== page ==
, NAIROBI, Kenya, Jul 5 – Kenyan Members of Parliament remain the most highly paid in the region despite their insistence that they are among the least remunerated.
While they currently earn a gross pay of Sh851,000 inclusive of salaries and allowances per month, their Ugandan counterparts receive Sh610,500 while Tanzanian legislators remain moderate earning an average of Sh430,000.
Parliamentarians in the developed world would also envy Kenyan MPs.
According to the Guardian newspaper, an MP in France earns an equivalent of Sh526,000, Italy’s Sh550,000 while the Swedes earn Sh580,000 despite boasting bigger economies compared to Kenya.
The British, American and Australian legislators rank amongst the highest paid with Sh2.1 million, Sh1.2 million and Sh770,000 respectively. They also enjoy undisclosed claims in allowances.
Kenyan MPs last week adopted a report to raise their salaries to Sh1.2 million per month before agreeing to pay tax on their hefty allowances.
“This new proposals seek to restore honour to the profession of politics,” said Ikolomani MP Bonny Khalwale while defending the new perks in Parliament last week.
Livestock Development Assistant Minister Adan Duale said: “In my view the amount of money you pay an MP cannot adequately compensate the heavy responsibility he shoulders.”
However the question of MPs arbitrary increasing their perks is not limited to Kenya alone with Uganda and Tanzanian MPs too being notorious of this act. Civil society organisations and trade unionists continue to scoff at the self aggrandizement by the ‘honourable members.’
The controversy surrounding MPs’ salaries and allowances is not limited to the region. Last year, Britain was treated to revelations of outrageous claims of allowances from its legislators.
The UK’s Independent Parliamentary Standards Authority was created to administer MPs\’ expenses independently in the wake of scandals when dozens of MPs were found to have made inappropriate expenses claims.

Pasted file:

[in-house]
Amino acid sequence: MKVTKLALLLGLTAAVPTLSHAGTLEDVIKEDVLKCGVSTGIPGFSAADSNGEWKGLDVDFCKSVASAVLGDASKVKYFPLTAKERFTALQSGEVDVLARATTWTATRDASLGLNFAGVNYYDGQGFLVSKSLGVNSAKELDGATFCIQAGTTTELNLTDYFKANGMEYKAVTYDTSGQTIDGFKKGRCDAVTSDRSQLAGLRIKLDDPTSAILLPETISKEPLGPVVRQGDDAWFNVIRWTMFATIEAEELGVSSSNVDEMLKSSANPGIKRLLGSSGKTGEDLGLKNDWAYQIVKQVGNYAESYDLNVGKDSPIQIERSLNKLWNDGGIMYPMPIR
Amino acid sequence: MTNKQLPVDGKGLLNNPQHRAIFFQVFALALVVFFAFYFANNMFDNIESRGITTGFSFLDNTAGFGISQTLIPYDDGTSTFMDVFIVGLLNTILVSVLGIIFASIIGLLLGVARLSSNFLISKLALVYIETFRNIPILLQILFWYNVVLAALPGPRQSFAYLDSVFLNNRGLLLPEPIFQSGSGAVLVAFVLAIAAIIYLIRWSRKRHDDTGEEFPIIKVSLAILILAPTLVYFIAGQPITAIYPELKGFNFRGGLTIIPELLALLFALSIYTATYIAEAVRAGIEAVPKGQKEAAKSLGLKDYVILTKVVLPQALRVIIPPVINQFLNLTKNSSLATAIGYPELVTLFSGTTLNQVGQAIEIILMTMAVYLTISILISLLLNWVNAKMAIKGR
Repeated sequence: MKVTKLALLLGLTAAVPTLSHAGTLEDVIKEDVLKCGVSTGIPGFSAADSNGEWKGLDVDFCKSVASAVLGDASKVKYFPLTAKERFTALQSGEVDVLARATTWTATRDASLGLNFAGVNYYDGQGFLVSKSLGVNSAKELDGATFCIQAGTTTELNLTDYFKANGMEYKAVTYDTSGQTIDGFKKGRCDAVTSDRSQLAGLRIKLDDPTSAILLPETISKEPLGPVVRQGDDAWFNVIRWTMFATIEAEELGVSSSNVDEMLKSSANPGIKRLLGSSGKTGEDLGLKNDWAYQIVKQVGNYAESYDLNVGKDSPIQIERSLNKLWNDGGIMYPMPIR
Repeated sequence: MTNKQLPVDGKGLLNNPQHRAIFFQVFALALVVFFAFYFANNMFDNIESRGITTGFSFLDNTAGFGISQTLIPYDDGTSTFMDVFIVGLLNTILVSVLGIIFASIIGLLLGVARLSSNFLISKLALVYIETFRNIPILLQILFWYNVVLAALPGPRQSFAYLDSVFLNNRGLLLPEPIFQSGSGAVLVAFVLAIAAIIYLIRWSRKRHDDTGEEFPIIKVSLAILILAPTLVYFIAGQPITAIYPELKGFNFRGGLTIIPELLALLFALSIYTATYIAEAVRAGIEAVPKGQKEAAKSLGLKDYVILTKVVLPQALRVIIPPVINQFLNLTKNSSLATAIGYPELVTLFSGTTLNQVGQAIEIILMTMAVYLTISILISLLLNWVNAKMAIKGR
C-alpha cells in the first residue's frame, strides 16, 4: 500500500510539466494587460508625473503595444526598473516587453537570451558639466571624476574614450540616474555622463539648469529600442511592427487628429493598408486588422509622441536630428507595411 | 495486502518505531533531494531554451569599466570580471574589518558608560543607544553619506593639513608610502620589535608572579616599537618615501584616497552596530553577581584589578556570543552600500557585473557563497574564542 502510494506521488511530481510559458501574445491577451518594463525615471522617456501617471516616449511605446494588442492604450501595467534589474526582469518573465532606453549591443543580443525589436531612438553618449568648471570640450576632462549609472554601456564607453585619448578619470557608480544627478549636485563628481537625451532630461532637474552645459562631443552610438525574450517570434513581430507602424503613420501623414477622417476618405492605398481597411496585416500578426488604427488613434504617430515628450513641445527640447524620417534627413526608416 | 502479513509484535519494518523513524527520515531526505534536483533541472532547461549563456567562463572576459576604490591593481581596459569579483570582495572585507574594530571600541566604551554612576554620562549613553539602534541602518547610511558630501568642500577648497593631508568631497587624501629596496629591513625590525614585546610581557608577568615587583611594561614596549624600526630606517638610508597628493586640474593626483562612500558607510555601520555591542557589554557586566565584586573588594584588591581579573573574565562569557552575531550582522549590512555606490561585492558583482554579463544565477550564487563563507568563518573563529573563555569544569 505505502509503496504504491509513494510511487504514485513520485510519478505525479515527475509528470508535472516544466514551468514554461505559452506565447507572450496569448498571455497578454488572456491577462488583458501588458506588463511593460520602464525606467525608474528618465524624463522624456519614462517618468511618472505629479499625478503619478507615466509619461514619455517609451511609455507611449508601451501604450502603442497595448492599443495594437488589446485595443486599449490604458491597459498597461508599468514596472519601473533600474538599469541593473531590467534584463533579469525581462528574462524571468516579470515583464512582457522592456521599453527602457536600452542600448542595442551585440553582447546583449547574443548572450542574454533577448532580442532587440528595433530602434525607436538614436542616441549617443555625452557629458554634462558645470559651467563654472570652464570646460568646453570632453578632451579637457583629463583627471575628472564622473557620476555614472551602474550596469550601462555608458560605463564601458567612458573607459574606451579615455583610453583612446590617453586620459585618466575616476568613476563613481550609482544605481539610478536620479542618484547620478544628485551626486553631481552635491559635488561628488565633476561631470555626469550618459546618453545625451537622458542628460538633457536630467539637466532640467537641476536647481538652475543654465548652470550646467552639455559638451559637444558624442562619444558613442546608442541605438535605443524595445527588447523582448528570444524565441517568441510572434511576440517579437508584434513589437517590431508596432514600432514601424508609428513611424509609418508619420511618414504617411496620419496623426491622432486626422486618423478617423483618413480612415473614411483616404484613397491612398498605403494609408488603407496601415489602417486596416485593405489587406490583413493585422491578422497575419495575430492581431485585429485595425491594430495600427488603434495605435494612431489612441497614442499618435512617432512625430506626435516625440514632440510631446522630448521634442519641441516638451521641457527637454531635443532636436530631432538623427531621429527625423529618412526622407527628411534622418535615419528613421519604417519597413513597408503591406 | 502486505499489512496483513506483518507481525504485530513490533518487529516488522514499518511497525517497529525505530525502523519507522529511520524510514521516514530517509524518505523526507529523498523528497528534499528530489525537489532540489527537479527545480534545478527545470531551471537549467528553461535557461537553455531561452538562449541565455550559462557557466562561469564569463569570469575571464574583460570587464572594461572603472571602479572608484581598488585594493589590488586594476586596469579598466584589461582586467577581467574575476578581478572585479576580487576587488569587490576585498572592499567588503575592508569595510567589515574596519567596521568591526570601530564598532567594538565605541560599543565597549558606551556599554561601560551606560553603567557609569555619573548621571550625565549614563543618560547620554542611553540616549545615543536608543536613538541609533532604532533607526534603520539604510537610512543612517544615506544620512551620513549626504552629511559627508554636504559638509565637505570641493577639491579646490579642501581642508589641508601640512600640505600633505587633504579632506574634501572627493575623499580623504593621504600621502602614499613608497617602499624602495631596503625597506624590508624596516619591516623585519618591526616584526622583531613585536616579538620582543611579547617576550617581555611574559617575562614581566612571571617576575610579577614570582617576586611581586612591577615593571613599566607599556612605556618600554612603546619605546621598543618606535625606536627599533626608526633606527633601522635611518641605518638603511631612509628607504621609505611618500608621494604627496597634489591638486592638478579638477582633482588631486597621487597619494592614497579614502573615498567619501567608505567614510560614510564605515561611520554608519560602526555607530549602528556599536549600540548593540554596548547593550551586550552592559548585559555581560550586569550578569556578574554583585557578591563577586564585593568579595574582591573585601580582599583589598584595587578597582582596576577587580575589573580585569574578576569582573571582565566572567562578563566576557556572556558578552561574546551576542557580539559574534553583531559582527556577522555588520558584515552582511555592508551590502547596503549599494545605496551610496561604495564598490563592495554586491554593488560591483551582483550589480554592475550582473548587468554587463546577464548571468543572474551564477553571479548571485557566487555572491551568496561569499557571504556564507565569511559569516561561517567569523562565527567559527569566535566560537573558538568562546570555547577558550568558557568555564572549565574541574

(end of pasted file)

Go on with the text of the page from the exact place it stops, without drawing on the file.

The proposal to raise the Kenyan MPs’ perks has continued to gather opposition in and out of the House. Co-operative Development and Marketing Minister, Joe Nyagah dismissed the proposed increases terming it as selfish. Mr Nyagah said parliamentary traditions do not allow the current Parliament to vote itself a salary increase.
“The Justice Akiwumi task force recommendations under the tradition cannot be used to benefit the current Parliament but the next one,” the Minister said.
He said given the pending constitutional referendum, it could be prudent to leave the new Constitution to address the matter.
“I don’t support any increment, especially at a time when the common man is suffering from the current economic crisis,” Mr Nyagah said.
Ol-Kalou MP Erastus Mureithi on his part said the move was ill advised. Mr Mureithi said that the move was untimely as many Kenyans were still wallowing in abject poverty.
“It is a big shame that a group of lawmakers went ahead and passed the Bill to have a salary increase while Kenyans are living in poverty. The move was wrong and came at the wrong time,” he said.
Kabando wa Kabando of Mukuruweini also opposed the proposal saying: “We need not have conspiratorial engagements, which display desperate appetites for insatiable power, causing irritating irrelevance instead of positioning patriotic parliament motions of objectivity and rationality.
Already, Finance Minister Uhuru Kenyatta and Prime Minister Raila Odinga have voiced their opposition to the plan.
Mr Kenyatta said the proposal could not be accommodated since it was not factored in the 2010-2011 Budget.
“This is clearly not sustainable and is inconsistent with our development objectives stated in Vision 2030,” said Mr Kenyatta.
He added: “The actions taken by Honourable Members are not supportive of these noble objectives because they will trigger demands for salary increment by other sectors.”
Mr Kenyatta feared that an increase in the earnings paid to the already well-salaried legislators would “consequently lead to a wage spiral, hence creating inflation and weakening our competitiveness.”